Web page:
For the study published in the December issue of Human Psychopharmacology, Leigh Riby and colleague at Glasgow Caledonian University gave 25 adults aged 18 to 52 a flavoured water containing either 25g of sugar (roughly the same as a can of Coca Cola), 50g of sugar, or a placebo.
In the memory tests that followed, they observed that the 25g group could remember 11 percent better than the placebo group, and the 50g group 17 percent better.
A possible reason for this could be that glucose affects neural mechanisms, such as the hippocampus, which support memory function but decline with age.
"Task demands and age (young vs middle-aged) contributed to the magnitude of memory enhancement," they wrote. "This finding suggests an age- and load-specific benefit of glucose intake."
The evidence also suggests that the enhancement could be greater in those with good glucose regulation.
Sugary drinks like Coca Cola are amongst the products banned from vending machines in UK schools last year as part of a drive to reduce junk food consumption by children.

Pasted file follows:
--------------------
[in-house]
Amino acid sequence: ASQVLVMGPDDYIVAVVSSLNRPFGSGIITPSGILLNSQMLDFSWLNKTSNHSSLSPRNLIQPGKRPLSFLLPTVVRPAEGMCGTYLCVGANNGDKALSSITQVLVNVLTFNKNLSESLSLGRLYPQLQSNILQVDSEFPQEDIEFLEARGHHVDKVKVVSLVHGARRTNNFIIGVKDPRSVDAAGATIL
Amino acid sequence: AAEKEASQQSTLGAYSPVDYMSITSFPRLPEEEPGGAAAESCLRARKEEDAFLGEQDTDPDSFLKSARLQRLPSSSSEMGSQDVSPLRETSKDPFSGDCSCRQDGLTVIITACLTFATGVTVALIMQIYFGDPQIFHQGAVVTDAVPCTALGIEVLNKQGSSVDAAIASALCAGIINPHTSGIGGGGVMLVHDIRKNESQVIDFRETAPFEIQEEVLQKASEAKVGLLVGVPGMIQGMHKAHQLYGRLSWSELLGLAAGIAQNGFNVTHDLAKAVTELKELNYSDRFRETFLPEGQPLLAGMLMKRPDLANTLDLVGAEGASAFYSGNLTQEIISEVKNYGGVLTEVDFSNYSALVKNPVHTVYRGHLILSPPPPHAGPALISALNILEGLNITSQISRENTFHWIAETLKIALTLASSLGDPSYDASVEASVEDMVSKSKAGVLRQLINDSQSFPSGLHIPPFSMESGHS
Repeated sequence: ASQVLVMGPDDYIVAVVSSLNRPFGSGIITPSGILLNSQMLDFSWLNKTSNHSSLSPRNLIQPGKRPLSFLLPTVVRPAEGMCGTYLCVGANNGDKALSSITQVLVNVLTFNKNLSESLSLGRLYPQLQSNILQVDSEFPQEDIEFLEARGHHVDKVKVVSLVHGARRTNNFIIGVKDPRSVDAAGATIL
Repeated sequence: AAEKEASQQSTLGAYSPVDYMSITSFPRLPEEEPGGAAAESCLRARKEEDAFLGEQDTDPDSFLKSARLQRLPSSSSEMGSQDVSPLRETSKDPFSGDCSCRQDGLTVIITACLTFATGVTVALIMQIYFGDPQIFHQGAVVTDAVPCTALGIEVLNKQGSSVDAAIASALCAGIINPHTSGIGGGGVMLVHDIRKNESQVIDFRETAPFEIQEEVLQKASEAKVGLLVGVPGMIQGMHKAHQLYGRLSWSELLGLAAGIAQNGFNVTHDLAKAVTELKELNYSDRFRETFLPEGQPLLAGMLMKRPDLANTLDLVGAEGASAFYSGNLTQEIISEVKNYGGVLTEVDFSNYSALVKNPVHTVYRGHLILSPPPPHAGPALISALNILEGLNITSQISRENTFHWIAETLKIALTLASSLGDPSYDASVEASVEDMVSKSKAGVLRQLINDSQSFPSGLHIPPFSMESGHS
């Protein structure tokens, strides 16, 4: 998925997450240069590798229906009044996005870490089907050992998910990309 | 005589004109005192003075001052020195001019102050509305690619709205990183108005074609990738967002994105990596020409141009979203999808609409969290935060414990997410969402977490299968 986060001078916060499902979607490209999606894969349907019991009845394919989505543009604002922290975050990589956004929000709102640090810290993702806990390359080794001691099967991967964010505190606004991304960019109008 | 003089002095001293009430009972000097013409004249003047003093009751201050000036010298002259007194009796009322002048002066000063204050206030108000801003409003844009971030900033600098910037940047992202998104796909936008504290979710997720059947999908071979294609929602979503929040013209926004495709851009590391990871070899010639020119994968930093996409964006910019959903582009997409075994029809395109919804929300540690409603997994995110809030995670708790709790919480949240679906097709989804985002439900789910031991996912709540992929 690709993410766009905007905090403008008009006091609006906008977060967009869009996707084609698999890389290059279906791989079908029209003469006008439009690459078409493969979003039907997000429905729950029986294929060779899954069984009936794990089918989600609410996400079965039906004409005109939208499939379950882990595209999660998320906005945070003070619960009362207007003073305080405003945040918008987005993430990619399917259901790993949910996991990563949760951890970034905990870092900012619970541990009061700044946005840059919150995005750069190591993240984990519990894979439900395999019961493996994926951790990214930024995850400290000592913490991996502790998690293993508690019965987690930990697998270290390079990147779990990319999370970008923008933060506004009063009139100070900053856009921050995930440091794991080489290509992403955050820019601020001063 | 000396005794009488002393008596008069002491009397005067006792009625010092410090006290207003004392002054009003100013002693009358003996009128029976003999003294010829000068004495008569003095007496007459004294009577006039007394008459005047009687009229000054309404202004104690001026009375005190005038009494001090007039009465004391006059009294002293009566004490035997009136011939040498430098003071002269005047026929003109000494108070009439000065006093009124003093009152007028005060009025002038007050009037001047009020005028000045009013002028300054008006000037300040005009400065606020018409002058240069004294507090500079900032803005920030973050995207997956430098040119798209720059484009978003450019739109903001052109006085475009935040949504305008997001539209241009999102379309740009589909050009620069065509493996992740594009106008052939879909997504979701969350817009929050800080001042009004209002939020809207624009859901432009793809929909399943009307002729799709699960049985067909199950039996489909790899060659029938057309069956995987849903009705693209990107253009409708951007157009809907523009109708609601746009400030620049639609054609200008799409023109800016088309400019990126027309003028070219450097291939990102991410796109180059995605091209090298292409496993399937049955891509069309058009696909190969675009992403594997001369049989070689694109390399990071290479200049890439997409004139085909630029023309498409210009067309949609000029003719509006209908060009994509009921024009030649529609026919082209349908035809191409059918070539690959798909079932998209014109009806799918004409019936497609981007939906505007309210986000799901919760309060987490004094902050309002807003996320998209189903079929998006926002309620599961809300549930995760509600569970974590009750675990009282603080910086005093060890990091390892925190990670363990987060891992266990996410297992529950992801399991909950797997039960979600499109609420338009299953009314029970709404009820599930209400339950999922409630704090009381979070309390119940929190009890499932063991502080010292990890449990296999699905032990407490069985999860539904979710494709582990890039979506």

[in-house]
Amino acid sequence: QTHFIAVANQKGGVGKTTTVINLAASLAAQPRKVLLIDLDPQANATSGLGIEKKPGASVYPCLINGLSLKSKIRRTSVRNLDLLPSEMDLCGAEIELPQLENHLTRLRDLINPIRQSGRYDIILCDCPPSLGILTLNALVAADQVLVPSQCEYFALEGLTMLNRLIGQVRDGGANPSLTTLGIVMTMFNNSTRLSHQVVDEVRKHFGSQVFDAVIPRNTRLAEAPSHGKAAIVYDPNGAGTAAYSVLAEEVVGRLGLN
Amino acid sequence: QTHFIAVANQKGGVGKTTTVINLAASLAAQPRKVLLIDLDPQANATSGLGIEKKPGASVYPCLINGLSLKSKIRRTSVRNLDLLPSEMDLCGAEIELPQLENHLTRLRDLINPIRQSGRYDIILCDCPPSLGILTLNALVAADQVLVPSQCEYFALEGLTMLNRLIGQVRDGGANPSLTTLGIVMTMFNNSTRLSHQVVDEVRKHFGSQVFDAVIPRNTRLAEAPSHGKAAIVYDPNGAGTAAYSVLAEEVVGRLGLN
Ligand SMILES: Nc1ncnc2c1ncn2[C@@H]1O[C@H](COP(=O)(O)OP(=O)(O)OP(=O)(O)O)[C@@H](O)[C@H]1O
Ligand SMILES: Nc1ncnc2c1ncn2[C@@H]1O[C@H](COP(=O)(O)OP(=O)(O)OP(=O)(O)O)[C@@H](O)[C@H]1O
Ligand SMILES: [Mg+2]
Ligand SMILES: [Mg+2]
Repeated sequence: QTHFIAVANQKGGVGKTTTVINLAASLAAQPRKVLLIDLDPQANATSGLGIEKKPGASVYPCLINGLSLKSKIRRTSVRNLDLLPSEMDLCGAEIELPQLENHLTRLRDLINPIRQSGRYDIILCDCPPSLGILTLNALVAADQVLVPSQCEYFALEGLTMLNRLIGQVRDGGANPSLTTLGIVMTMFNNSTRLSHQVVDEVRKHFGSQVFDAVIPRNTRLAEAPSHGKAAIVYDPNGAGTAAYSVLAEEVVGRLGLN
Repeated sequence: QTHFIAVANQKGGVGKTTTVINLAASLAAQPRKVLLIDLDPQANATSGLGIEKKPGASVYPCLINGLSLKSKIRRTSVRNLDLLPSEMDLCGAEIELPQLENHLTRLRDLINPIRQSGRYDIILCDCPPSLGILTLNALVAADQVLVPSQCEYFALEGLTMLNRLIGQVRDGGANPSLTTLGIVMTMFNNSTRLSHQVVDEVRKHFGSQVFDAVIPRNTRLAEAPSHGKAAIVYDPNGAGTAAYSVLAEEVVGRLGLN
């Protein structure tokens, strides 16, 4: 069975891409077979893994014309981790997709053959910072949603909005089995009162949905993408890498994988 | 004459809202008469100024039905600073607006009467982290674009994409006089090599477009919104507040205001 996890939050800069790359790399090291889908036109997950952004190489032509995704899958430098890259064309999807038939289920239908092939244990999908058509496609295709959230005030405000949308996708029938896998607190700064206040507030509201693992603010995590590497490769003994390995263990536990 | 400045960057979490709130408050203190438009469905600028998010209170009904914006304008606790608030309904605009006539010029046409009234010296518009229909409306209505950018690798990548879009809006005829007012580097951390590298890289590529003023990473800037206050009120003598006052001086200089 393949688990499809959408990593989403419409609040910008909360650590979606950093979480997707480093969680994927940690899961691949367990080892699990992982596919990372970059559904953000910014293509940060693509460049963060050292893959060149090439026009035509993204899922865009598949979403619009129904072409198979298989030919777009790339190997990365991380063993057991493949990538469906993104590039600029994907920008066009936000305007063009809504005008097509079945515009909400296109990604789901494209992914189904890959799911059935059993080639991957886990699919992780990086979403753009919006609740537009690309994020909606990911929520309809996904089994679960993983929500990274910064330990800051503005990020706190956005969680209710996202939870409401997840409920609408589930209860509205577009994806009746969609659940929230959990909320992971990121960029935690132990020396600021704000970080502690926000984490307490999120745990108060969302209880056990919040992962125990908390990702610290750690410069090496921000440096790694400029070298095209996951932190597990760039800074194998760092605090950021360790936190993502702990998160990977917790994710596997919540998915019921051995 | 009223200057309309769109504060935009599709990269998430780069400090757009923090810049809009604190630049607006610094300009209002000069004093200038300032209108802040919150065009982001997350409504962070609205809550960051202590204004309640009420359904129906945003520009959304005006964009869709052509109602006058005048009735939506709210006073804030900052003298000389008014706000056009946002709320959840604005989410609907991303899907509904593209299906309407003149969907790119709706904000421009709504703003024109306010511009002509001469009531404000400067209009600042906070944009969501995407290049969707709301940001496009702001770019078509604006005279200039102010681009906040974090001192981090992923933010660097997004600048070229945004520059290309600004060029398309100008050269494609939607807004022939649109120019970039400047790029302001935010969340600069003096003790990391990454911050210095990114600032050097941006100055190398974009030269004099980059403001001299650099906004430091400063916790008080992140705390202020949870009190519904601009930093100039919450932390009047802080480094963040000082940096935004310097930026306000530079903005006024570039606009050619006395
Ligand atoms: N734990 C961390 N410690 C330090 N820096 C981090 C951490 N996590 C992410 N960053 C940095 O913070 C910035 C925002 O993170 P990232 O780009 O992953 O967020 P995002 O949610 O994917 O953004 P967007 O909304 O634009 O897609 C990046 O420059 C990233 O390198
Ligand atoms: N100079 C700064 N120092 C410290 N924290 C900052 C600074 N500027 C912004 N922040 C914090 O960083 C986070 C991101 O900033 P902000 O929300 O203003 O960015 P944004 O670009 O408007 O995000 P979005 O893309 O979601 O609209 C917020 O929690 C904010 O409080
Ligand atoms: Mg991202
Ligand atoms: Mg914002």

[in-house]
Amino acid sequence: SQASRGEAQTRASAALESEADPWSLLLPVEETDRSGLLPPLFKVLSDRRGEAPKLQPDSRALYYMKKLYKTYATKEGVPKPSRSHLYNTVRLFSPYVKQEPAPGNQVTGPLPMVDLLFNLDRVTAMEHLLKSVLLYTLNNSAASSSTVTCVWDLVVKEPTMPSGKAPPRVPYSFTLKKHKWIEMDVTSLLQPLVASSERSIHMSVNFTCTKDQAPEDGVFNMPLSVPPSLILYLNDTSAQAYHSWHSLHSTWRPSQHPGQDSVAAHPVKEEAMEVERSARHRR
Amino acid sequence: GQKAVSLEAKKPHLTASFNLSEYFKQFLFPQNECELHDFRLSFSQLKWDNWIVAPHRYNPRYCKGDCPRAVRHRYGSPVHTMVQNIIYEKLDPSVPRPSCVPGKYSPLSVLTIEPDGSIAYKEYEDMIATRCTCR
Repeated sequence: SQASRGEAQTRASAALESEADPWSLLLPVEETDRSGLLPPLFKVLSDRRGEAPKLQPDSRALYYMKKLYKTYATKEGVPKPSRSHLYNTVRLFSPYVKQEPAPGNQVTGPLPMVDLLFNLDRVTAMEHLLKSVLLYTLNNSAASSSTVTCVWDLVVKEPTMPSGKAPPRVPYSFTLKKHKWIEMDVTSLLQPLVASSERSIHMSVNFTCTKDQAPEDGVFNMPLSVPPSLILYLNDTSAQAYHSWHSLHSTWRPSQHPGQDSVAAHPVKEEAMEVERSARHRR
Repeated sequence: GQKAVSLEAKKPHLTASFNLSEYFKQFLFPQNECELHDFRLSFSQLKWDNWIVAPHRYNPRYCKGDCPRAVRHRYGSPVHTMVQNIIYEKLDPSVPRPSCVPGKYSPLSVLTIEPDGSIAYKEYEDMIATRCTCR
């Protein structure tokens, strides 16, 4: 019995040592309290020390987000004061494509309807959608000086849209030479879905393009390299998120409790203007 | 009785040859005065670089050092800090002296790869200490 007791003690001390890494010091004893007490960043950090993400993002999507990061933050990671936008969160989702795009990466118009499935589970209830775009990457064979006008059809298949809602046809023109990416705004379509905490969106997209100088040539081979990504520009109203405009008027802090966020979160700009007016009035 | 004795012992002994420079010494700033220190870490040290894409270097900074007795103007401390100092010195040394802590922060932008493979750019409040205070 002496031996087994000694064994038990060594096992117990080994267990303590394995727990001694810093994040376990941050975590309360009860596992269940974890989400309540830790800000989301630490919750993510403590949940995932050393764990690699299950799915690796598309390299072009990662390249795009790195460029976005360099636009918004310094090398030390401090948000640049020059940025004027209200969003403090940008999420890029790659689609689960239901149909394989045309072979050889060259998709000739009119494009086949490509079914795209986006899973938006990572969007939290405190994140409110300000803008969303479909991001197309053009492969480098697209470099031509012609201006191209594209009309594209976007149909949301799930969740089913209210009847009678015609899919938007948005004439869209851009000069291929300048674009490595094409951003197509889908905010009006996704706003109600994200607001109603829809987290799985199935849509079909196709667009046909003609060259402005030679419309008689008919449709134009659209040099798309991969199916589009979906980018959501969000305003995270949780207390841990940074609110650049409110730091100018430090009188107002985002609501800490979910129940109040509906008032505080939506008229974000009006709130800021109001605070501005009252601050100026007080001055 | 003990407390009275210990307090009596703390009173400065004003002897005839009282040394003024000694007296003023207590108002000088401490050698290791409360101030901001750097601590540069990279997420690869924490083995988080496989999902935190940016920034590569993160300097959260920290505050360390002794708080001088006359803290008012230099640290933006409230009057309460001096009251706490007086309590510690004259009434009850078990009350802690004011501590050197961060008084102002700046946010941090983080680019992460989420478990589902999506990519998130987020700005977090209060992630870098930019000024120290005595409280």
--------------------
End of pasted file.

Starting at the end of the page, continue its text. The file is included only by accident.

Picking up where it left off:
Instead of advocating sugary drinks as the best means to enhance memory, Riby recognizes that it would be better for people with poor memory were able to use their natural sugar reserves more effectively.
Amongst other purported health effects, consuming large amounts of sugar can have a detrimental effects on teeth and might cause blood sugar levels to spike.
In the US, a Tufts University study last year found that 67 percent of NHANS respondent reported drinking as much as three servings of soda or sweet drinks each day. As much as 14 percent of their total daily energy was coming from sweet drinks.
The implication of this was that the nutrition gap is even wider than previously thought, as people may be choosing these drinks instead of other energy sources containing beneficial nutrients.
However allegations that soft drinks are to blame for America's obesity crisis have been roundly and repeatedly denied by the American Beverage Association.